is $17.07. Unionization rates in the state average 11 percent across all industries. For the
public transit sector, the rate is 44 percent; for rail and other transportation, 25 percent; and
for construction, 19 percent.

The total level of economic benefits that high-speed rail brings will depend on local
economic characteristics. Companies will benefit from access to larger labor pools, brought
by high-speed rail into commutable distance, or from expanded market reach. Areas with
low-cost land and labor may attract labor and land-intensive industries; areas with highly
skilled and educated workforces may attract higher-end firms (see discussion of land use
impacts below).

                                      California High-Speed Rail

Studies of high-speed rail systems in Europe and Japan support the conclusion that, in
general, the areas surrounding high-speed train stations offer an attractive location for
commercial and office development. High-wage service industries, such as government,
finance, insurance and real estate, are particularly attracted to development in close proximity
to such stations, which provide convenient access for both business travelers and long-
distance commuters. Supporting retail and other services tend to follow.

Research in Europe and Japan also shows that high-speed train stations encourage more
business development in adjacent areas than conventional rail transit stations or highway
interchanges. French and Japanese high-speed train stations in particular have been shown to
stimulate industry clustering, in which related and complementary businesses locate close to
each other and collectively access common support services and a shared labor force.


Time lost to highway congestion has a negative impact on business productivity (see
discussion of congestion relief in Section II). Hours spent in traffic not only reduce time on
the job, but produce tiredness and tension in employees that can impact workplace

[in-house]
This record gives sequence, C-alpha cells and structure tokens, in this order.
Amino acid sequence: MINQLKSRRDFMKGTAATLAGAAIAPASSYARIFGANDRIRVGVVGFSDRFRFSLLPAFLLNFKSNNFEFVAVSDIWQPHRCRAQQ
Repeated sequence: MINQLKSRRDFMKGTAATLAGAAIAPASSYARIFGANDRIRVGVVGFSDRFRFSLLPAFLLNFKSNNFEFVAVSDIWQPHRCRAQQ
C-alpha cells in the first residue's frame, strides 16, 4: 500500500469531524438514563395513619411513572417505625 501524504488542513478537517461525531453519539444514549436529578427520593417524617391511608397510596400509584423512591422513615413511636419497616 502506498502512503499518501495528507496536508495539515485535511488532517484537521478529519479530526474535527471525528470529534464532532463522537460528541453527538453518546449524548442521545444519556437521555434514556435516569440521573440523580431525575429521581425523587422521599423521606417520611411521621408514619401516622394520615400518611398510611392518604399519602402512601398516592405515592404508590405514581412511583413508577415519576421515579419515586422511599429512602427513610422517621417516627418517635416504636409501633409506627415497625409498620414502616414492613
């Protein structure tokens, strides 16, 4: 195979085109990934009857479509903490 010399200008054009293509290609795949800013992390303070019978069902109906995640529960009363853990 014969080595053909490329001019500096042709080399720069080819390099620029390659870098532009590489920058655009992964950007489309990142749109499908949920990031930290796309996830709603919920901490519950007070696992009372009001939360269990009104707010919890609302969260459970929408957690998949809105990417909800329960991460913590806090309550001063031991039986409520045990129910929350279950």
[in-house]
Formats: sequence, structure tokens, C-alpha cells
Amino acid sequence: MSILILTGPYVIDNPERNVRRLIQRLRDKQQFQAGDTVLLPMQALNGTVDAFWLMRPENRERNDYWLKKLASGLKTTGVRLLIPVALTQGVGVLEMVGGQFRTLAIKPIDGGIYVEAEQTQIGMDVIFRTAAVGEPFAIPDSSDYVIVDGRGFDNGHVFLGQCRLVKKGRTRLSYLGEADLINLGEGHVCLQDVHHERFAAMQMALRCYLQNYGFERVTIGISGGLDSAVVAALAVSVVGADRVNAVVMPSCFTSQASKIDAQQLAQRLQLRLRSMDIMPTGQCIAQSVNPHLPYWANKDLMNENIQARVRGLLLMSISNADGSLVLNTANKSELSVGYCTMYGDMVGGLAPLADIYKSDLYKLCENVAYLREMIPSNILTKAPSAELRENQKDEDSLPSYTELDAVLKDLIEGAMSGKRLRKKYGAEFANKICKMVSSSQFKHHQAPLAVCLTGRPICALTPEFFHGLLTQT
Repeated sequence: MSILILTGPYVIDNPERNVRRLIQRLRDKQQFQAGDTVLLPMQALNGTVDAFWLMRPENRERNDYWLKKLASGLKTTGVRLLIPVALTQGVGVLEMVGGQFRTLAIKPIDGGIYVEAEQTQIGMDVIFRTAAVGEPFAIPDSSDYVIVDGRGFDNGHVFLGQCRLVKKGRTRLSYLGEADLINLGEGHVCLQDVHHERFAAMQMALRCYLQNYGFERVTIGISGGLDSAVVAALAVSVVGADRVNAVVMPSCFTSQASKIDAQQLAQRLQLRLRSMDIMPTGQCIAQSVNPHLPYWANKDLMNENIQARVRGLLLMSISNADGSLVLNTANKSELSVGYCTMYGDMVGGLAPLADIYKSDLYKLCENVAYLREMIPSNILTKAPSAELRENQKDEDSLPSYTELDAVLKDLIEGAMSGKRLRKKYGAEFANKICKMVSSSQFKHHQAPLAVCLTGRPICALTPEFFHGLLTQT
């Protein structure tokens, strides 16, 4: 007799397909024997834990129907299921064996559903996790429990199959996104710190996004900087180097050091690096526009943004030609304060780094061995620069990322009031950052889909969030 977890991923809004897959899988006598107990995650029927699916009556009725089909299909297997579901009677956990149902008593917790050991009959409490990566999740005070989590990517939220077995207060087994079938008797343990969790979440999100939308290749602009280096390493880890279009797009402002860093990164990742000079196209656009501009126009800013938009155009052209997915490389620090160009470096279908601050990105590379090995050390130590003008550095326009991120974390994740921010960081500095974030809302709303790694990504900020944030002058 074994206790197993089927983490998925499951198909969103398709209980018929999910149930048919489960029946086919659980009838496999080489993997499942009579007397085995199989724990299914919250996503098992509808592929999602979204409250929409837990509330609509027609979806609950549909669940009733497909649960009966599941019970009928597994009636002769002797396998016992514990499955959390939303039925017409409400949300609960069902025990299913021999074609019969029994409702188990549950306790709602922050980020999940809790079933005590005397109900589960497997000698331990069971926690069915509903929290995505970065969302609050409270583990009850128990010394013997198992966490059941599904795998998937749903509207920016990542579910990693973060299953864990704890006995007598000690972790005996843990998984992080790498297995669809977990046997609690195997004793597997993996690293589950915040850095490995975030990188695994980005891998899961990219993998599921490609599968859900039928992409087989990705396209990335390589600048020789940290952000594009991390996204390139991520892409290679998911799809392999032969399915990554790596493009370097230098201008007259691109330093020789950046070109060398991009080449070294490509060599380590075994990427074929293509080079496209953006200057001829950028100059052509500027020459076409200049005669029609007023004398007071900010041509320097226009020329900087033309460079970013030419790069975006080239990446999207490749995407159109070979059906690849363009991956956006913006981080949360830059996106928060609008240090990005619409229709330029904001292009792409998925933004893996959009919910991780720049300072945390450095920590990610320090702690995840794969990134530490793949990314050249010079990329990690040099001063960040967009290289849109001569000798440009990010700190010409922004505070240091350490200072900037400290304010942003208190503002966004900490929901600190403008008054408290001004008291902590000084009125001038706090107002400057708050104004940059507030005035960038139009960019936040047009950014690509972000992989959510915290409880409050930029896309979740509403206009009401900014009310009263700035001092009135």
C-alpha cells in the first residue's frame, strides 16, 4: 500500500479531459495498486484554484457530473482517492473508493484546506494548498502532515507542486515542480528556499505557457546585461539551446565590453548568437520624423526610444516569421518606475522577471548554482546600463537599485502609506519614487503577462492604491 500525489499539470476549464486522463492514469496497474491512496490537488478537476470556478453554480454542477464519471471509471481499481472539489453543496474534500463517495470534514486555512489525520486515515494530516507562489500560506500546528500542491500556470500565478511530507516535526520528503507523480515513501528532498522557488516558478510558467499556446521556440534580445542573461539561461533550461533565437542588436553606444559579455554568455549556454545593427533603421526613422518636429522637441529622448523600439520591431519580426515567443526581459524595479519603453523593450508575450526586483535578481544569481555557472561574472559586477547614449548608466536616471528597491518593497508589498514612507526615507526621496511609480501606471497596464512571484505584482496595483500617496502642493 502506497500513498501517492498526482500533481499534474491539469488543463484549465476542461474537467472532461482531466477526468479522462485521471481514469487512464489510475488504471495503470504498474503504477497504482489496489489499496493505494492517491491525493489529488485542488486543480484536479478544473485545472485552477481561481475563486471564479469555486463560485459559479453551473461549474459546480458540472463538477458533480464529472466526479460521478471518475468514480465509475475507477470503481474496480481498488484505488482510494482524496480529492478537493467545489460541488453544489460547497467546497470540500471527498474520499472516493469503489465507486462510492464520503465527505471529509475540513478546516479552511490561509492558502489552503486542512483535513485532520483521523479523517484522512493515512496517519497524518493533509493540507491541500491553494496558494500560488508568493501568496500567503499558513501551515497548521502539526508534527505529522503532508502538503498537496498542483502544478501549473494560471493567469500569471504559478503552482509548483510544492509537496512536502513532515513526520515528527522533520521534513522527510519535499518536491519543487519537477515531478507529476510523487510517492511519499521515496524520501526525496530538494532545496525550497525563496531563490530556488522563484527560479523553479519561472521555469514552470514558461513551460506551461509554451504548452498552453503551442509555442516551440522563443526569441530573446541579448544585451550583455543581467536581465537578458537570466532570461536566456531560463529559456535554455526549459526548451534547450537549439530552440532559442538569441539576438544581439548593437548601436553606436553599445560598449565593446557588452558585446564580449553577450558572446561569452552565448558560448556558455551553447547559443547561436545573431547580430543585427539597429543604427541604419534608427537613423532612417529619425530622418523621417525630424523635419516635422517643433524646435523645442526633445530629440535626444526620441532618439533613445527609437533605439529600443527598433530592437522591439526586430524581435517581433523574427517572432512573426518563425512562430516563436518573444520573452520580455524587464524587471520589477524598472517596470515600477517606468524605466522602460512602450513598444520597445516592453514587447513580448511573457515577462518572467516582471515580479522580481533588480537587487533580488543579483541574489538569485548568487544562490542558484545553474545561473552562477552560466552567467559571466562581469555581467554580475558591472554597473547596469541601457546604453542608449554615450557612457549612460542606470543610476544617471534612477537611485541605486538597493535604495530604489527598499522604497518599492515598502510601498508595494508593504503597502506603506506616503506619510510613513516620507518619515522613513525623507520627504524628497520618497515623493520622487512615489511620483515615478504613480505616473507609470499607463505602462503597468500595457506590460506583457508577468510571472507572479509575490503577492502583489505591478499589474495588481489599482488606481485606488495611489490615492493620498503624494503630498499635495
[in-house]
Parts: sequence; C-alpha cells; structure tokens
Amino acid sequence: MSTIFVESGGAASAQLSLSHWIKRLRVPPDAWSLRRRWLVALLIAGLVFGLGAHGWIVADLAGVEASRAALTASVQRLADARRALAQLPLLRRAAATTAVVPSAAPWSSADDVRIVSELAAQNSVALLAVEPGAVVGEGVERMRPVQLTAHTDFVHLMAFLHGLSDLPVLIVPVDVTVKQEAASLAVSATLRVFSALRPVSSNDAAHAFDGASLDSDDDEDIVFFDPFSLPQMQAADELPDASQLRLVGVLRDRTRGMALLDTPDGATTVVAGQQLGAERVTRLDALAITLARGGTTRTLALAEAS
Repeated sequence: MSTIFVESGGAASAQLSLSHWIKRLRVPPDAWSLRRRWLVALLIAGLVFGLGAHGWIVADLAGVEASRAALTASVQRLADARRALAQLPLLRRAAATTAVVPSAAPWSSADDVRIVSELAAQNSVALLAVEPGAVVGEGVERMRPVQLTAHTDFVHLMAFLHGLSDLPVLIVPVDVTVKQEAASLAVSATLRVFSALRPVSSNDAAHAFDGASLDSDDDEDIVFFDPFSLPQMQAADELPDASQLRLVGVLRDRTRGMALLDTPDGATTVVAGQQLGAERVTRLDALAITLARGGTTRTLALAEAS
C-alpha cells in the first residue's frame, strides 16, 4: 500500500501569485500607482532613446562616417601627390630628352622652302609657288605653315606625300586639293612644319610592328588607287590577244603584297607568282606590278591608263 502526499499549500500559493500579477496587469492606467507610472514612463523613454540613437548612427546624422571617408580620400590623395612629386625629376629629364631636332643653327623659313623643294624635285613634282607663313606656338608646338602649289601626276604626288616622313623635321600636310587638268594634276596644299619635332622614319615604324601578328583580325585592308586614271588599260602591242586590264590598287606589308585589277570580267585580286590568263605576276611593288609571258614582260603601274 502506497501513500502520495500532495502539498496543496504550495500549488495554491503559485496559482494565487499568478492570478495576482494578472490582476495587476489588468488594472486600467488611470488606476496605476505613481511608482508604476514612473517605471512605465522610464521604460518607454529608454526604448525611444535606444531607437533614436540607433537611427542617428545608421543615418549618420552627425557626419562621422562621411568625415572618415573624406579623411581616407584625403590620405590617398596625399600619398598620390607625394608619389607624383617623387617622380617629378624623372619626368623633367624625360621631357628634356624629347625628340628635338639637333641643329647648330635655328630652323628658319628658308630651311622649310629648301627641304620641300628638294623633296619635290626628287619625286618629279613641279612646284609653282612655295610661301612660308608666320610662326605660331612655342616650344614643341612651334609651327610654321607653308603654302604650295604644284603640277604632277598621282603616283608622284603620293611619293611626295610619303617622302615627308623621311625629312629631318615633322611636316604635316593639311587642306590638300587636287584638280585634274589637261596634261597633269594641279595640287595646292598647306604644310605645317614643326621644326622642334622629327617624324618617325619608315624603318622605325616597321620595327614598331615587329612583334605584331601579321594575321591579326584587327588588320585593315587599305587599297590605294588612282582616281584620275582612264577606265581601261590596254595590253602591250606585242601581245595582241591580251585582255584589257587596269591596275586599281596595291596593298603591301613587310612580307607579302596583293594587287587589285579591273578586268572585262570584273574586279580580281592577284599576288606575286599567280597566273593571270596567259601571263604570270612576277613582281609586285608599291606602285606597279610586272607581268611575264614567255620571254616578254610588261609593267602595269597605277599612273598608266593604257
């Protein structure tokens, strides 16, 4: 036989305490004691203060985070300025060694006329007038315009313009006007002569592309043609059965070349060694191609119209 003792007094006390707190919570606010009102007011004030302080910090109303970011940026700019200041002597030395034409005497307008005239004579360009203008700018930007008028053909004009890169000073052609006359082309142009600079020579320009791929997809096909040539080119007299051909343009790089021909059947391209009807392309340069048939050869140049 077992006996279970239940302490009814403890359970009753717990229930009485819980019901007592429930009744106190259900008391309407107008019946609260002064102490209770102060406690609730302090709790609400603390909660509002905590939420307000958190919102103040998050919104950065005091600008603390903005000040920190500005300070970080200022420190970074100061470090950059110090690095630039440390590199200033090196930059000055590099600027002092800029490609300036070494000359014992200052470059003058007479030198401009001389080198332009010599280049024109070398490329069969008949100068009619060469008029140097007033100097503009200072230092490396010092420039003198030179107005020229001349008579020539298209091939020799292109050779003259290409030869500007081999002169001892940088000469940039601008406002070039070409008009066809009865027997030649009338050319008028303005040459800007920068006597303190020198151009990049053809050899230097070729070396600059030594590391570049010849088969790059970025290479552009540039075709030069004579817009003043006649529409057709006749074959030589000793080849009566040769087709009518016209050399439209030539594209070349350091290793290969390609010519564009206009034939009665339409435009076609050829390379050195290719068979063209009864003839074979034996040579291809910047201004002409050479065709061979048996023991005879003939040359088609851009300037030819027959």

effectiveness. To the extent that commuters and other business travelers use the high-speed
train as a faster, more comfortable, and ultimately more reliable alternative to driving,
business productivity will benefit. Shorter travel times for executives and employees—
avoiding long-distance drives and the almost inevitable highway backups—also translate to
business cost savings.

     Estimated Peak Condition Total Travel Times (Door-to-Door)
        between City Pairs by Auto, Air, and Conventional Rail

                                            Auto      Auto       Air       Air      Conventional
        City Pair                           2000      2030      2000      2030         Rail
        Los Angeles downtown to
        San Francisco downtown               6:28      6:50      3:30      3:38         10:05
        Fresno downtown to
        Los Angeles downtown                 3:32      3:41      3:17      3:24           5:46
        Los Angeles downtown to
        San Diego downtown                   2:37      2:41      2:51      3:01           3:26
        Burbank airport to
        San Jose downtown                    5:31      5:54      2:46      2:43           9:46
        Sacramento downtown to
        San Jose downtown                    2:29      2:32      3:33      3:33           4:06
     Source: Bay Area to Central Valley High-Speed Train (HST) Program Environmental Impact Report / EIR/
     EIS, California High-Speed Rail Authority & U.S. DOT Federal Railroad Administration, May 2008 (1–9)

                        Business, Employment and Commercial Impacts

Market Reach

Service businesses in particular may expand their market reach through improved access to
new markets in the state, deepening their market base and increasing their sales and
employment. More efficient access to customers, partners, clients and suppliers throughout
the state will help regional firms achieve new economies of scale.

Workforce Access

Access to human capital is rapidly becoming a critical factor in determining economic
competitiveness. Faced with the nation’s highest housing costs, Bay Area companies are
challenged to attract and retain workers, who in many cases can’t afford to live close to their
places of employment and endure long commutes from the Central Valley and elsewhere
where homes are more affordable. A fast rail link has the potential to bring now relatively
remote regions of the state within commuting distance of major business centers such as
San Francisco and Silicon Valley. Businesses will have the opportunity to capitalize on the
improved transportation option provided by high-speed rail to tap into workforce pools in
once-remote areas, expanding the Bay Area’s labor market. Firms can be expected to
capitalize on the opportunities presented by better access to workforce pools and to expansion
sites where housing and land are less expensive. As many Silicon Valley workers reside in